In fact, winning a primary is probably more than many challengers, including West, can expect. But they can be successful in pushing the party further to the right while also making themselves known as public figures.

Republican officials have faced challenges from the right in the past, but “Trump put on a different name and spin” this time around, said Pat McFerron, Republican strategist and pollster in Oklahoma.

“As we become more and more selective with the media we consume, people find like-minded people on different social media channels and they think they outnumber them and feel they have an opportunity, ”he said.

In Arkansas, two-term Republican U.S. Senator John Boozman drew several GOP challengers, including the owner of a gun stand that gained national attention for banning Muslims. Another is a former Arkansas Razorbacks football player whose campaign launch ad shows him firing an assault rifle and complaining that Democrats in Washington have been “taken over by radical socialists.”

Opponents of Boozman criticized him for having certified the results of the presidential election. It can also attract fire because it is exceptionally mild during such a busy time. While he has historically focused on the state’s agricultural industry and veteran services, he now frequently mentions Trump in his campaign emails and has even offered tickets to a Trump rally.

Republican officials in Idaho would generally be seen as part of the country’s far right, but they too are under pressure. Anti-government activist Ammon Bundy has announced plans to challenge outgoing GOP governor Brad Little in 2022, and the Bundy People’s Rights Organization was among those who held rallies to burn masks to protest the restrictions on coronaviruses.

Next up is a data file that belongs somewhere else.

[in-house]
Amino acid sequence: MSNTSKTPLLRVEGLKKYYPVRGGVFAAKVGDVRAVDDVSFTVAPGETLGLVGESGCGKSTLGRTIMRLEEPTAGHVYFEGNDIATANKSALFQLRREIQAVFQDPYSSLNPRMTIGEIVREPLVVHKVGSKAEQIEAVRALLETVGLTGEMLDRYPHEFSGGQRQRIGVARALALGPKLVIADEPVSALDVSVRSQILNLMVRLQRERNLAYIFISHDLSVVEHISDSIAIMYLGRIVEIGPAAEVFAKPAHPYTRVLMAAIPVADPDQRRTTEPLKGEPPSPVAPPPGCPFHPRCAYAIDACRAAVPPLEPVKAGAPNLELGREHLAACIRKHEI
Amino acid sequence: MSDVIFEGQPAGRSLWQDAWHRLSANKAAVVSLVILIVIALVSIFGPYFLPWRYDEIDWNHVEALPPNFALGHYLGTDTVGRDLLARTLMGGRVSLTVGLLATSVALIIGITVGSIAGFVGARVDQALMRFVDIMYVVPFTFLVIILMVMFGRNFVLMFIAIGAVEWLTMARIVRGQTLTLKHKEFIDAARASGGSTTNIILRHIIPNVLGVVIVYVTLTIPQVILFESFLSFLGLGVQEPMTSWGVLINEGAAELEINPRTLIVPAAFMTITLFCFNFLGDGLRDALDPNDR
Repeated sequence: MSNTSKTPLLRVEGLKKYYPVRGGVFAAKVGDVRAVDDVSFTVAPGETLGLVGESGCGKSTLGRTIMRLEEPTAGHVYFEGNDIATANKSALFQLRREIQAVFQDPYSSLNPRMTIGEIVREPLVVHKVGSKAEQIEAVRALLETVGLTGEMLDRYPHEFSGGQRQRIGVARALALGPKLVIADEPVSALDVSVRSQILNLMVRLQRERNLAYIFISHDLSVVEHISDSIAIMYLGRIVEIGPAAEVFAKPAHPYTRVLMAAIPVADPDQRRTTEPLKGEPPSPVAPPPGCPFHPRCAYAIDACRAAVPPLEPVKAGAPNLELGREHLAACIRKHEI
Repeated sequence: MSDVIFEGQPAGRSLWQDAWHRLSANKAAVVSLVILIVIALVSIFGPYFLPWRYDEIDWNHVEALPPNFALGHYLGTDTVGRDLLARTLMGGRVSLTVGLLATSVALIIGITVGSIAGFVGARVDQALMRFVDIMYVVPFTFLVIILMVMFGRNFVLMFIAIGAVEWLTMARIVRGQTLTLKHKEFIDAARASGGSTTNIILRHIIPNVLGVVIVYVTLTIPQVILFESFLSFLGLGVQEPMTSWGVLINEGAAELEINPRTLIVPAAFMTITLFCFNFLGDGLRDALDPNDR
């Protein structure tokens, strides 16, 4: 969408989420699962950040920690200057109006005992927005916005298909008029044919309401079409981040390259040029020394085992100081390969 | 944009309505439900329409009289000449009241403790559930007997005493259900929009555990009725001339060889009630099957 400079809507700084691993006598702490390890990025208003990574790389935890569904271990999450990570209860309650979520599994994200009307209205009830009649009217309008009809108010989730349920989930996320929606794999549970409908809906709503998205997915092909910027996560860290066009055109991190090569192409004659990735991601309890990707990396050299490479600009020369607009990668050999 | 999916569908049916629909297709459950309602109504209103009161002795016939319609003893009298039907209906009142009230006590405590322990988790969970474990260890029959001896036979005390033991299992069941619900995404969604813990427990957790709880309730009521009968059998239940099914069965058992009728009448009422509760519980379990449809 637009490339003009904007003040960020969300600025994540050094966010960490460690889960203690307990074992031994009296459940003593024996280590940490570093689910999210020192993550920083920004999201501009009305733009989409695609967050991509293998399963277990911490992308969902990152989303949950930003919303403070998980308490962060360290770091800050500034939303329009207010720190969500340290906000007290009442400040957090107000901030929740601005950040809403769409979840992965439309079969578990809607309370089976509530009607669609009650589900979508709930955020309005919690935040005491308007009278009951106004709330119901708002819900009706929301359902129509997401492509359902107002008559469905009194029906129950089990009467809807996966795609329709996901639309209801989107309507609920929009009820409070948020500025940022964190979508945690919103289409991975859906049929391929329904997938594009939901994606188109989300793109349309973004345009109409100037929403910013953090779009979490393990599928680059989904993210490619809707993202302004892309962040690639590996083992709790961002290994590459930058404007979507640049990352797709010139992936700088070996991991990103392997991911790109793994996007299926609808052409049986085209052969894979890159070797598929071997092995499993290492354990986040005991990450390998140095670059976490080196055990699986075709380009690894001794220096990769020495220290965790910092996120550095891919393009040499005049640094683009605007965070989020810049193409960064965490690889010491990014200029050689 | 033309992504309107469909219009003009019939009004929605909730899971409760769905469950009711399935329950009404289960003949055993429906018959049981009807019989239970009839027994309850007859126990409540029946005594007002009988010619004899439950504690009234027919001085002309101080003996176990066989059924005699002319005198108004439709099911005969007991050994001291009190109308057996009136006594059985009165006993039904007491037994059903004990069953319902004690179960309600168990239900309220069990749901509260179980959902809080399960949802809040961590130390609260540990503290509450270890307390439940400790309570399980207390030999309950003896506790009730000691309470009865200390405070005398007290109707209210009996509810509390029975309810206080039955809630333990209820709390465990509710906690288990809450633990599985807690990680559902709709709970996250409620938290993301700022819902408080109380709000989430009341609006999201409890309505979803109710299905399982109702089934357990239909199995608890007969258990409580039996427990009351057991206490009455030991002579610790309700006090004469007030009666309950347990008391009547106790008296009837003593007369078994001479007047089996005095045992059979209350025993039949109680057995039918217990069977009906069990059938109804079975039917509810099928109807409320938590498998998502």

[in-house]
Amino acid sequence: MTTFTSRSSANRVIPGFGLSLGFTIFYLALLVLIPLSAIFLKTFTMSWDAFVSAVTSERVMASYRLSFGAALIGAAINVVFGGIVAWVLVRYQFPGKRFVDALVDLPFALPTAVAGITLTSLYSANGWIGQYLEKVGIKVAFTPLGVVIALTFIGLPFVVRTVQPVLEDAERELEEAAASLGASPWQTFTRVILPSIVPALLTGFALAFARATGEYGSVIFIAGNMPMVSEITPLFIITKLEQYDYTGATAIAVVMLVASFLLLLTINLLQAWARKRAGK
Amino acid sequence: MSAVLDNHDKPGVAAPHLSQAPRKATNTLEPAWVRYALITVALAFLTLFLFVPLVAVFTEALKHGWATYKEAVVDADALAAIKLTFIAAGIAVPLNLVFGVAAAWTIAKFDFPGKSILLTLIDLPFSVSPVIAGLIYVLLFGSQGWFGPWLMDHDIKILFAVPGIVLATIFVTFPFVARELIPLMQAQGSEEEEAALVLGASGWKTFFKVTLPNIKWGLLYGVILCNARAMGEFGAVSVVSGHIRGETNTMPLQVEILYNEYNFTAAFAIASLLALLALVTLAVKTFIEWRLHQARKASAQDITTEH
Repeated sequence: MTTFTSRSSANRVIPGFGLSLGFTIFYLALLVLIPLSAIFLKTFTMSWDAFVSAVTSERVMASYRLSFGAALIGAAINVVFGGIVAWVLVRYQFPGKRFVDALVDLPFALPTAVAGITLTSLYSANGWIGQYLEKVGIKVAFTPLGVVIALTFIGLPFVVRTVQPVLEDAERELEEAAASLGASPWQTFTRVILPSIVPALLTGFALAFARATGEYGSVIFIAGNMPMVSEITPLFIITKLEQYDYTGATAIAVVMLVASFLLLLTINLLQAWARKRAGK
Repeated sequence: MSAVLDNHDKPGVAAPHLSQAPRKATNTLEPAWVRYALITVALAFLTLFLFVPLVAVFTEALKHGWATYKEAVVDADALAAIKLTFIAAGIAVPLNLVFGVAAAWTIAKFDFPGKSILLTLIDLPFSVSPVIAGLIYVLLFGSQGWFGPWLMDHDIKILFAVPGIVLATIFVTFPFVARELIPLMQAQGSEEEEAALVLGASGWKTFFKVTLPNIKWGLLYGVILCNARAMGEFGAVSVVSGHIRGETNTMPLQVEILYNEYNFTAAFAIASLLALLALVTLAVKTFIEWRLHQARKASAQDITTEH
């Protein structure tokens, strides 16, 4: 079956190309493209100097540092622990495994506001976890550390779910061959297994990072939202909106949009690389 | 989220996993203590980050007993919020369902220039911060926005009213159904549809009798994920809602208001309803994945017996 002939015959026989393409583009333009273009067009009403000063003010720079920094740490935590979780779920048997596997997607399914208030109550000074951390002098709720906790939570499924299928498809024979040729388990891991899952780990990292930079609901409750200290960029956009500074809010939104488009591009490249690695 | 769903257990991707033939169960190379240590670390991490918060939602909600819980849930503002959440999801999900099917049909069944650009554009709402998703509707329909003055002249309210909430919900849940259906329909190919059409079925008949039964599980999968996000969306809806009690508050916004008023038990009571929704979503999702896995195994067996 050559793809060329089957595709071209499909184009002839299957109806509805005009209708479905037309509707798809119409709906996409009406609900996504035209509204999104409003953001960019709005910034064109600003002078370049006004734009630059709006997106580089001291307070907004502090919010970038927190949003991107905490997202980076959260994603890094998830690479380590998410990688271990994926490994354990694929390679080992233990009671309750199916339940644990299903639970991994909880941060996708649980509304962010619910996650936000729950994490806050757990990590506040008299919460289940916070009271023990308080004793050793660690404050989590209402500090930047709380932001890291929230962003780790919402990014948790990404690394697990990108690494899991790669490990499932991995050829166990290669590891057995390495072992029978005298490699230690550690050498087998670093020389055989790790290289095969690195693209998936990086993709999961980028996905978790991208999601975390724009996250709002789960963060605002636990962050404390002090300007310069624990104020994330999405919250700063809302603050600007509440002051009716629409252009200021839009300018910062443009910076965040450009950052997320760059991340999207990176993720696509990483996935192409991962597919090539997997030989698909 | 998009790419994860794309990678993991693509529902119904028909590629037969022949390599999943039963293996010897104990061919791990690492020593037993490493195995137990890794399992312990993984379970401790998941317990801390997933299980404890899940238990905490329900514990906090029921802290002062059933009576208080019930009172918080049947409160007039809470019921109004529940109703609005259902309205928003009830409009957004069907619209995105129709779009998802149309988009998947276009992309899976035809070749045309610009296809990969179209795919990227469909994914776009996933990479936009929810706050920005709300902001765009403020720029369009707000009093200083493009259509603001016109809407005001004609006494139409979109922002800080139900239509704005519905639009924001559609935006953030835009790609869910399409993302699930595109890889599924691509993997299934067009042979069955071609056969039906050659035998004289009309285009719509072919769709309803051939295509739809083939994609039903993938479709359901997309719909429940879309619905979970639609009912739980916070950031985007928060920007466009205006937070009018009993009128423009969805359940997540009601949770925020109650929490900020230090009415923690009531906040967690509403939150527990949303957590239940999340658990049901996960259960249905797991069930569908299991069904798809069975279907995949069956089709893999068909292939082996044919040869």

Anti-holder exposure can even be seen in lower level races in the Blue States. In one of Virginia’s redder State House districts, an attorney who worked on the challenges of the Trump campaign defeated a seven-term incumbent in a June primary.

“I have seen firsthand what happens when electoral integrity is not maintained,” challenger Wren Williams said in a campaign ad. Williams criticized Del. Charles Poindexter for failing to denounce the alleged electoral fraud and beat him by more than 25 points.

In Oklahoma, Lankford was rocked by the party chairman’s endorsement of his opponent, which he said was an “unheard of” violation of traditional party neutrality.

In response, he quickly stepped up his criticism of Biden, hammering the president in particular on immigration.

“That’s the problem,” Lankford said in a recent video of the Texas-Mexico border with immigrants being processed behind him. “This is the thing Biden doesn’t want you to see… this is absolutely an open border situation.”

In the current political climate, it’s difficult for a Republican official to be safe enough conservative, Abramowitz said.

“You look at Senator Lankford, there aren’t many Republican senators as conservative as he is. “

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Associated Press editors Andrew DeMillo in Little Rock, Arkansas; Jeff Amy in Atlanta; Keith Ridler in Boise, Idaho; Paul Weber in Austin, Texas, and Sarah Rankin in Richmond, Virginia, contributed to this report.